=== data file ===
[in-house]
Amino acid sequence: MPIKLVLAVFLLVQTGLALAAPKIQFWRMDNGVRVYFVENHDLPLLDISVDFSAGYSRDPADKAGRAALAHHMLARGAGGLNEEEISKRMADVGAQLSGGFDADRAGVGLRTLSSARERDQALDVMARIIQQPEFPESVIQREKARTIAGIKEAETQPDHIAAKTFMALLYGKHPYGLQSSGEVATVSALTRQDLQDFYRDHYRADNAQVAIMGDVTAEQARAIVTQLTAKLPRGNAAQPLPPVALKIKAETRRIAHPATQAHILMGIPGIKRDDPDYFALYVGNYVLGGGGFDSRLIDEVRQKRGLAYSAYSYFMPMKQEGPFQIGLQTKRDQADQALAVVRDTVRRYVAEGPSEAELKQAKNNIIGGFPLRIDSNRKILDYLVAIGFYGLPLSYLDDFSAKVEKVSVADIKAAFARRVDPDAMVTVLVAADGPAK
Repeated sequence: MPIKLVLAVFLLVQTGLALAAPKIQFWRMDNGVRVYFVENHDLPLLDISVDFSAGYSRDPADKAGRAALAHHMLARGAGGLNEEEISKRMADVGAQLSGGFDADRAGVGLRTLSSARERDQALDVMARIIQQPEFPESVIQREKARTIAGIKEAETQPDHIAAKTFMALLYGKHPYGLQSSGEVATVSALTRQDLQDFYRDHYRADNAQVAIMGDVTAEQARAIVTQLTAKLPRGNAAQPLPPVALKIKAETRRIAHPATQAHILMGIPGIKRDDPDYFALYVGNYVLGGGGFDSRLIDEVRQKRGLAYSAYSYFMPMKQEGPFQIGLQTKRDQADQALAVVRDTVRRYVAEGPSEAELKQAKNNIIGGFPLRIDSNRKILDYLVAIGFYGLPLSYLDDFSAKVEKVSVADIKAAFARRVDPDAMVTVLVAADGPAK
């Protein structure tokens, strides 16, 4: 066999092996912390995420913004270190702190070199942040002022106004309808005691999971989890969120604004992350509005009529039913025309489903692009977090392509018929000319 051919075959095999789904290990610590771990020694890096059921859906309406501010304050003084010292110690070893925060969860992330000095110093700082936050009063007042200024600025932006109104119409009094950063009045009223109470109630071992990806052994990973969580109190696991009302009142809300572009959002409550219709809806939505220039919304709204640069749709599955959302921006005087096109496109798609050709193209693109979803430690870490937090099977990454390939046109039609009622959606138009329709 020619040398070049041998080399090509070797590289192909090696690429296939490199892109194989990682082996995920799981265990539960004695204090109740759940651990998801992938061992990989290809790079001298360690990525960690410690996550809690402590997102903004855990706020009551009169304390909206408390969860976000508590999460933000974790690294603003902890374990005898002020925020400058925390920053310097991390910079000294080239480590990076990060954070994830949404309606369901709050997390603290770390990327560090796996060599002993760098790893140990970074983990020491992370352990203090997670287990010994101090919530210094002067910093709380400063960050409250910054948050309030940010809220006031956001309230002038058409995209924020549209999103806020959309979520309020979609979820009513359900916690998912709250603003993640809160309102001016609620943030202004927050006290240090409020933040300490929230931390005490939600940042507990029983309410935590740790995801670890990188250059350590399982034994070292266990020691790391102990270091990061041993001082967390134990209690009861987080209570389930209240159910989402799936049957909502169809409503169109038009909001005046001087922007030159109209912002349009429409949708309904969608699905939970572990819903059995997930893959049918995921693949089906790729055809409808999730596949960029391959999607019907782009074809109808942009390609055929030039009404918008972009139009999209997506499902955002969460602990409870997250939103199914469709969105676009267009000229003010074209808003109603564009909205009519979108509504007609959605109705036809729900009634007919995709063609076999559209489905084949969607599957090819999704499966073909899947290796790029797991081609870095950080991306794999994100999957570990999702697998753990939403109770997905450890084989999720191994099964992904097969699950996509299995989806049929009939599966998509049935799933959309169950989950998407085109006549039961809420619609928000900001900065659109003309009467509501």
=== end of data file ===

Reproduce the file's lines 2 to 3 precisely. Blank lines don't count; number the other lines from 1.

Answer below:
Amino acid sequence: MPIKLVLAVFLLVQTGLALAAPKIQFWRMDNGVRVYFVENHDLPLLDISVDFSAGYSRDPADKAGRAALAHHMLARGAGGLNEEEISKRMADVGAQLSGGFDADRAGVGLRTLSSARERDQALDVMARIIQQPEFPESVIQREKARTIAGIKEAETQPDHIAAKTFMALLYGKHPYGLQSSGEVATVSALTRQDLQDFYRDHYRADNAQVAIMGDVTAEQARAIVTQLTAKLPRGNAAQPLPPVALKIKAETRRIAHPATQAHILMGIPGIKRDDPDYFALYVGNYVLGGGGFDSRLIDEVRQKRGLAYSAYSYFMPMKQEGPFQIGLQTKRDQADQALAVVRDTVRRYVAEGPSEAELKQAKNNIIGGFPLRIDSNRKILDYLVAIGFYGLPLSYLDDFSAKVEKVSVADIKAAFARRVDPDAMVTVLVAADGPAK
Repeated sequence: MPIKLVLAVFLLVQTGLALAAPKIQFWRMDNGVRVYFVENHDLPLLDISVDFSAGYSRDPADKAGRAALAHHMLARGAGGLNEEEISKRMADVGAQLSGGFDADRAGVGLRTLSSARERDQALDVMARIIQQPEFPESVIQREKARTIAGIKEAETQPDHIAAKTFMALLYGKHPYGLQSSGEVATVSALTRQDLQDFYRDHYRADNAQVAIMGDVTAEQARAIVTQLTAKLPRGNAAQPLPPVALKIKAETRRIAHPATQAHILMGIPGIKRDDPDYFALYVGNYVLGGGGFDSRLIDEVRQKRGLAYSAYSYFMPMKQEGPFQIGLQTKRDQADQALAVVRDTVRRYVAEGPSEAELKQAKNNIIGGFPLRIDSNRKILDYLVAIGFYGLPLSYLDDFSAKVEKVSVADIKAAFARRVDPDAMVTVLVAADGPAK